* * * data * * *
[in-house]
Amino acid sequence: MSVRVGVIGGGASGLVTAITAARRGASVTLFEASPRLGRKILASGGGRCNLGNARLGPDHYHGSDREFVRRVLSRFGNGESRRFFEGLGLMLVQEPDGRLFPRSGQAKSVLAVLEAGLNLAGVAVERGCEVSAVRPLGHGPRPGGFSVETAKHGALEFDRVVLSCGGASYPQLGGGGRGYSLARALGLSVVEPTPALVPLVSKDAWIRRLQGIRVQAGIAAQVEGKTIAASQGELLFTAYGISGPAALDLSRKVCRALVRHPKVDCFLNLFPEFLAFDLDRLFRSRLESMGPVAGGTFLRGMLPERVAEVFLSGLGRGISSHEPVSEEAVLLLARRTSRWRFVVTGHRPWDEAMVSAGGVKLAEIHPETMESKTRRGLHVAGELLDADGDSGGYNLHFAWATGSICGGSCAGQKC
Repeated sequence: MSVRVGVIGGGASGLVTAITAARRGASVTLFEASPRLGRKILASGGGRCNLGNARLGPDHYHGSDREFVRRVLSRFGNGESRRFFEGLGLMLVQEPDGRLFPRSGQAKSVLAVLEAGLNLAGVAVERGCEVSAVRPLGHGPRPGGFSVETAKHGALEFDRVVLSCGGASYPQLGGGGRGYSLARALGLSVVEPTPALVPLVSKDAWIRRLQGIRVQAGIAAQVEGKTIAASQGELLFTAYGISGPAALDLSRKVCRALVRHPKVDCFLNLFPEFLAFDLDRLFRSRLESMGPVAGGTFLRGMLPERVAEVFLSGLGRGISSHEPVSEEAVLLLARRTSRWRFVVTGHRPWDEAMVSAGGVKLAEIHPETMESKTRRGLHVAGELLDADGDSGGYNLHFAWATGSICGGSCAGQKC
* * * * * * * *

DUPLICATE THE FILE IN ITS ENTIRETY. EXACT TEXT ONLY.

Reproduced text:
[in-house]
Amino acid sequence: MSVRVGVIGGGASGLVTAITAARRGASVTLFEASPRLGRKILASGGGRCNLGNARLGPDHYHGSDREFVRRVLSRFGNGESRRFFEGLGLMLVQEPDGRLFPRSGQAKSVLAVLEAGLNLAGVAVERGCEVSAVRPLGHGPRPGGFSVETAKHGALEFDRVVLSCGGASYPQLGGGGRGYSLARALGLSVVEPTPALVPLVSKDAWIRRLQGIRVQAGIAAQVEGKTIAASQGELLFTAYGISGPAALDLSRKVCRALVRHPKVDCFLNLFPEFLAFDLDRLFRSRLESMGPVAGGTFLRGMLPERVAEVFLSGLGRGISSHEPVSEEAVLLLARRTSRWRFVVTGHRPWDEAMVSAGGVKLAEIHPETMESKTRRGLHVAGELLDADGDSGGYNLHFAWATGSICGGSCAGQKC
Repeated sequence: MSVRVGVIGGGASGLVTAITAARRGASVTLFEASPRLGRKILASGGGRCNLGNARLGPDHYHGSDREFVRRVLSRFGNGESRRFFEGLGLMLVQEPDGRLFPRSGQAKSVLAVLEAGLNLAGVAVERGCEVSAVRPLGHGPRPGGFSVETAKHGALEFDRVVLSCGGASYPQLGGGGRGYSLARALGLSVVEPTPALVPLVSKDAWIRRLQGIRVQAGIAAQVEGKTIAASQGELLFTAYGISGPAALDLSRKVCRALVRHPKVDCFLNLFPEFLAFDLDRLFRSRLESMGPVAGGTFLRGMLPERVAEVFLSGLGRGISSHEPVSEEAVLLLARRTSRWRFVVTGHRPWDEAMVSAGGVKLAEIHPETMESKTRRGLHVAGELLDADGDSGGYNLHFAWATGSICGGSCAGQKC